NEW ORLEANS - Calvin Moret is the only surviving member of the Tuskegee Airmen in New Orleans. The 88-year-old World War II Veteran is quick to remind one that there aren't too many of the all African-American fighter pilots left.
On Saturday, Moret will be participating in a panel discussion organized by the College Language Association. The name of the program is: "Porticos of Prejudice: An examination of two historical novels by southern author Dodie Cantrell-Bickley and the period that shaped them." Moret says he rarely turns down an opportunity to share his story and experiences, especially with the knowledge that he is among a fading group of veterans.
"Life's experiences are like a baton in a relay race, to be received and in turn passed on," said Moret.
Prejudice, Moret says, was prevalent during the time of World War II. While African-American soldiers and airmen served the United States armed forces, they followed different orders at home. Moret says he fought for the country, but did not fight the segregation he faced at home.
"I didn't go sit in front of the bus when maybe I could have in certain instances. I didn't go into that theater and sit in the orchestra when I was supposed to go to the balcony. I followed the law," said Moret.
Despite that segregation, Moret says he and his fellow airmen did not change their view on the mission before them. It did prompt questions in his mind about the state of prejudice around world during that time. Seeing how Nazi German treated Jews, and how the U.S. was treating African-Americans, Moret said he tried not to let that discrimination seep into this psyche.
"We were there to protect the nation and the people in the nation, it didn't make any difference to me anyway, if I was going to protect whites or blacks," said Moret.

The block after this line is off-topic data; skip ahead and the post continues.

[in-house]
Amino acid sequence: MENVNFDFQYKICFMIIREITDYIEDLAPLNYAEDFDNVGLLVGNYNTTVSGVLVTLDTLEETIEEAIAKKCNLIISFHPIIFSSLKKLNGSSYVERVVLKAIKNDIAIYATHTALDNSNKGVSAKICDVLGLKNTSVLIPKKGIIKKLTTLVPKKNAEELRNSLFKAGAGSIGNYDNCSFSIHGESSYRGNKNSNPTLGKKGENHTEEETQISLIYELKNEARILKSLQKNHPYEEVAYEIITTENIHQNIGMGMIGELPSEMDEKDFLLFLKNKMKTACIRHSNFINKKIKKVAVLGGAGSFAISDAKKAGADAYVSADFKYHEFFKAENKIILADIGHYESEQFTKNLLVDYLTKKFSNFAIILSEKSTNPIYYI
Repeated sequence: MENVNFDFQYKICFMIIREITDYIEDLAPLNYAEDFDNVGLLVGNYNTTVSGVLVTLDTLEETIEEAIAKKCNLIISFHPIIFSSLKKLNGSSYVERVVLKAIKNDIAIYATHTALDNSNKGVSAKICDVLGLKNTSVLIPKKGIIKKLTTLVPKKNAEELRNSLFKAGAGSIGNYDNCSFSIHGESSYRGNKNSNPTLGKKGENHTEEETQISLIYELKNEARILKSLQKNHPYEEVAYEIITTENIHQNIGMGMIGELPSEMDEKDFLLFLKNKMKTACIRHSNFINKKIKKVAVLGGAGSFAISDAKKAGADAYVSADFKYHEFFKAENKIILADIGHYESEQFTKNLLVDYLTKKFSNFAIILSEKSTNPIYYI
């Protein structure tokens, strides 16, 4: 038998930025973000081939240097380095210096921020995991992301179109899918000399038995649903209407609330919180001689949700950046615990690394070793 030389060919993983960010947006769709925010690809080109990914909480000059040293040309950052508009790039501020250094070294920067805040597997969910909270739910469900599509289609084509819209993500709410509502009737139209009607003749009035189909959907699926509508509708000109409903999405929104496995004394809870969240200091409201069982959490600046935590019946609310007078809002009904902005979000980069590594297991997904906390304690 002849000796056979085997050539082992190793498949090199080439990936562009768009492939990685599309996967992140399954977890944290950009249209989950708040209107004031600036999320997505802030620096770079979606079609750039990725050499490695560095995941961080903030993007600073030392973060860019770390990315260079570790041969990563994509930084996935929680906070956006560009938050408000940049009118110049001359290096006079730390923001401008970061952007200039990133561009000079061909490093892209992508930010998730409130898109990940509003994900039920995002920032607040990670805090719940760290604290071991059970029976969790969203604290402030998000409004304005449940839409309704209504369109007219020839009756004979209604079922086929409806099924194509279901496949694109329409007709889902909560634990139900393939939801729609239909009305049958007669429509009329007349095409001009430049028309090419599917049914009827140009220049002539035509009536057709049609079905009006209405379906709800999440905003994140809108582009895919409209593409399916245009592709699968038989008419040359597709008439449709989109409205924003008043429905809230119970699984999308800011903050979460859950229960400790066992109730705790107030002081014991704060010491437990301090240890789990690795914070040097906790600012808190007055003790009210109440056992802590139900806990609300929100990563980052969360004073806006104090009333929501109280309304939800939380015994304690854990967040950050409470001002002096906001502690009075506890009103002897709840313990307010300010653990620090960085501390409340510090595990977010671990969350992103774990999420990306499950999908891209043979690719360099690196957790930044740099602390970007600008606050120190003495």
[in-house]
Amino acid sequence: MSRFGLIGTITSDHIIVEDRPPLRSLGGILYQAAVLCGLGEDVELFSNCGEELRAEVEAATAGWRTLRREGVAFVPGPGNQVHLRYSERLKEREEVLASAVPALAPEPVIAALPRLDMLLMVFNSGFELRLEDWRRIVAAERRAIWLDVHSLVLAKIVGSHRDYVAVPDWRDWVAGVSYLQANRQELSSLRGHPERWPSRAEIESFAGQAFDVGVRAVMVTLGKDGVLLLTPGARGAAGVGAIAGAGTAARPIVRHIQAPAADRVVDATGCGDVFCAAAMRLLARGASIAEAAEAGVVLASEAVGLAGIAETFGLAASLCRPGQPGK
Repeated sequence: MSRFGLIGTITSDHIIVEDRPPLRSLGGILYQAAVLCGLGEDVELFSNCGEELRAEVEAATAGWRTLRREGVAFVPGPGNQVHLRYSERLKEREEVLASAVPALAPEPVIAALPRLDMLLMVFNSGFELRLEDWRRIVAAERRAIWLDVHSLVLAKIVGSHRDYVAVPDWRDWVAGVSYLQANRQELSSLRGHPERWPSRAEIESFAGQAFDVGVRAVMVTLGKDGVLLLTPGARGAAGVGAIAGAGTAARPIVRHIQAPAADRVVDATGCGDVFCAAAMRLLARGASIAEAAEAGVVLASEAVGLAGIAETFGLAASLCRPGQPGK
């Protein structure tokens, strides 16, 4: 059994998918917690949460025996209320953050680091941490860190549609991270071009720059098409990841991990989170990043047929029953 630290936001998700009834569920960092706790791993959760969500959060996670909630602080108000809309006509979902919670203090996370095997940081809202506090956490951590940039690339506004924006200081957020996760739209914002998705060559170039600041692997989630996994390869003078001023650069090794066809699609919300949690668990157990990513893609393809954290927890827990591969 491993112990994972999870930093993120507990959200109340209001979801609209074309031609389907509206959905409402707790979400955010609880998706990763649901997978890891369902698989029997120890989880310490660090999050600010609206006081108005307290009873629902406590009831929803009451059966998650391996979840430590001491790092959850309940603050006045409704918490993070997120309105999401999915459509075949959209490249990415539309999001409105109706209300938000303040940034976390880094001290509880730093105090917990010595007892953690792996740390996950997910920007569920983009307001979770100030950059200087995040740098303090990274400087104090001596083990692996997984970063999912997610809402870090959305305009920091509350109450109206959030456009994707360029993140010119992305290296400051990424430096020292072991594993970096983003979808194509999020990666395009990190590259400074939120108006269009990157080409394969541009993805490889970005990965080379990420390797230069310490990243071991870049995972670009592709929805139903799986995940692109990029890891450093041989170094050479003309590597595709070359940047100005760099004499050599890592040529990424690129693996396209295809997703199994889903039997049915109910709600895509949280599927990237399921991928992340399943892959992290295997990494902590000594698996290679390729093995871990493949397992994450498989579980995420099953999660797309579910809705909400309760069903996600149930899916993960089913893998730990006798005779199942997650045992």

That kind of response was common as Dodie Cantrell-Bickley interviewed African-American World War II veterans for her first book, "The Reason of Fools." Based on a true story inspired by her German mother, the book explores the love story of a couple during the WWII but also the plight of African-American soldiers during the time of integration of the U.S. military. Cantrell-Bickley says the African-American experience is, at its core, an American one.
"You can't study WWII and not see the story of just incredible bravery on the part of African-American soldiers who, in my mind, had no reason to fight for those freedoms and that they didn't enjoy at home. But that is part of the defining feature of Americans," said Cantrell-Bickley.
Together on Saturday, Moret and Cantrell-Bickley will attempt to paint a picture of a time when peace, human rights, and even love were not assured. Reflecting on all the uncertainty surrounding WWII, Moret contemplates a hypothetical question. What if the Nazi's had won?
"If the Germans treated the Jews as they did, and had they won the war, what would've happened to us, the African-Americans? The foolishness of racial prejudices can be a killer," Moret said.
For his service Moret was awarded the Congressional Gold Medal in 2007. Cantrell Bickley is planning two companion novels. Her next novel, "A Reason to Fear" is due out Memorial Day weekend.